Amazon has always been up front about their policy. The price you see is either the RRP (on which they have a very aggressive discounting policy), or the price they've sold items at (on average) in a certain period of time. But usually it's the former (i.e. RRP).
I once worked for a group that tried to use Amazon as a selling channel. Being told by Amazon that they expected to be able to give up to 60% off the RRP (which cut into *our* profit significantly given that the RRP was 20% above cost) gave us enough pause to decline and say 'thanks, but no thanks'.
I'm quite sure there is an incubation area behind the staff toilets at Curry's where a single example of every impending promotion is 'offered for sale' at price plus future discount. Even if an errant customer stumbled across them, at that price they would only sell by accident. After incubation, the stock is rolled out to the high traffic displays showing the stupendous 'discount'.
And even don't get me going on Amazon... but at least there is camelcamelcamel.
Actually the furniture stores best the lot of them, they advertise 'discounts' against future prices they didn't even charge yet.
"Actually the furniture stores best the lot of them, they advertise 'discounts' against future prices they didn't even charge yet."
I've seen sale prices at a sofa shop where the original price was stated as "previously on sale at £blah at our $town_name branch. I sometimes wonder if some of these chains have a "special" shop where everything is sold at $list_price + an extra mark-up (and rarely, if ever, sell anything) so they can then sell in every other shop at a "50%" discount.
Haven't been in for a good few years now, but the one I used to visit occasionally always had items on the shelf behind price tags for similar-description-but-different-and-much-cheaper items. There was nearly always someone at the till complaining that an item had just been put through at way more than the advertised shelf price.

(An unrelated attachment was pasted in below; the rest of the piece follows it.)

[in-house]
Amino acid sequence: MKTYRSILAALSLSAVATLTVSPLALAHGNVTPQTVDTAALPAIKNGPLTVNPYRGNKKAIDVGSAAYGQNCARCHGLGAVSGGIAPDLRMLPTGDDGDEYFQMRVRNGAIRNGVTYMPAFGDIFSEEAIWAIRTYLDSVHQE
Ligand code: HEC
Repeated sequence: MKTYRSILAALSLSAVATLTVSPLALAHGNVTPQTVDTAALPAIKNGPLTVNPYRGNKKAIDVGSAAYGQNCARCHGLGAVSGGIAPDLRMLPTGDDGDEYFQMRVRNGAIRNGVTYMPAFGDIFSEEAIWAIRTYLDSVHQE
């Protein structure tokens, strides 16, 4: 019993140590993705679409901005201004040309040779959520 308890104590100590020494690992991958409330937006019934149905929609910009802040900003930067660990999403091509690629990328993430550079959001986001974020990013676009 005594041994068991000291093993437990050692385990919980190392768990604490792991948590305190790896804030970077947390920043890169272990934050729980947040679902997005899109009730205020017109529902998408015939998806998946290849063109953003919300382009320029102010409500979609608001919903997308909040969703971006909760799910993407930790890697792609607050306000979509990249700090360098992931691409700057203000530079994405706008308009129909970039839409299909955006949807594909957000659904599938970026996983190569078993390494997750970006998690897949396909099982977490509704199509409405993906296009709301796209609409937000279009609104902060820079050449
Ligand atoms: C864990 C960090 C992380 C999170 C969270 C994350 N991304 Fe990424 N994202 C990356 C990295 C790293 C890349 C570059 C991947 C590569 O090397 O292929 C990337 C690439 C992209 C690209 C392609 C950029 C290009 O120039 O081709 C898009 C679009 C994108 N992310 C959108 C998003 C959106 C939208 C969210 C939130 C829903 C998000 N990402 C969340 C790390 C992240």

I used to work for Tiny Computers when I were a wee lad and fresh out of college. They used to do the same tricks and the computer was only advertised on a small print out in a plexi-glass standee at the back of the store for two weeks before it appeared in the catalogue at the "reduced" price. One time the computer was legitimately a good deal even at the inflated price, and the "reduced" stock was always ridiculously low, maybe 20 units across the region just to get people in through the door and sell them something more expensive. I tried to buy the PC at the inflated price and got a call from the regional manager and was told explicitly that if I tried to go through with the sale that my time with the company will be short lived.
It has been bollocks for at least 20 years.
I worked at WH Smith from 1992 - 1996. They bought a nice Teradata system, so they could do what Walmart did even they - i.e. know the correct selling price for a million SKUs and even change them depending on the weather at each store, historical trends, etc.
Like most chains their Swindon branch was never discounted - this was to allow the '20% off at one store' bullshit allowed under ASA rules. Luckily most people in Swindon worked at their HQ, so got staff discount, which made up for this.
If anybody tells me that 20 years hence there is no progression in IT, computers are not faster, and these chains cannot know what was sold at what branch for how much and when it is seriously time for me to give up and take up goat farming. These excuses are crap, and we need to start clamping down.
There was a regulation on how long something had to be sold at a higher price before being used as a from price on a discount ticket in a retailer. Shops that broke the law were prosecuted by the Trading Standards officers. I don't know if it still exists, but it seems to be ignored by retailers. It could be worth reporting them to the local trading standards department as well as the ASA.
If you haven't reported a store to the ASA, can I recommend you do so. It's fun and very easy to do.
I reported a big single fruit company (not really fruit) and sure enough the advert was banned. The company tried to get in touch with me for a tour of their factory, hinting at a give-away. I declined.
Done this reporting a few times now.
"The company tried to get in touch with me for a tour of their factory, hinting at a give-away. I declined."
What I took from that is it looks like the ASA share the personal details of the complainant with the the alleged perpetrator. As much fun as it is causing problems for companies that think the law and regulation is optional for them I'm not sure I'd like to have my details on file with that many companies all wanting an inexpensive and messy revenge as AIBailey suggests...
It's fun watching the jackals circle me, believing me to be prey.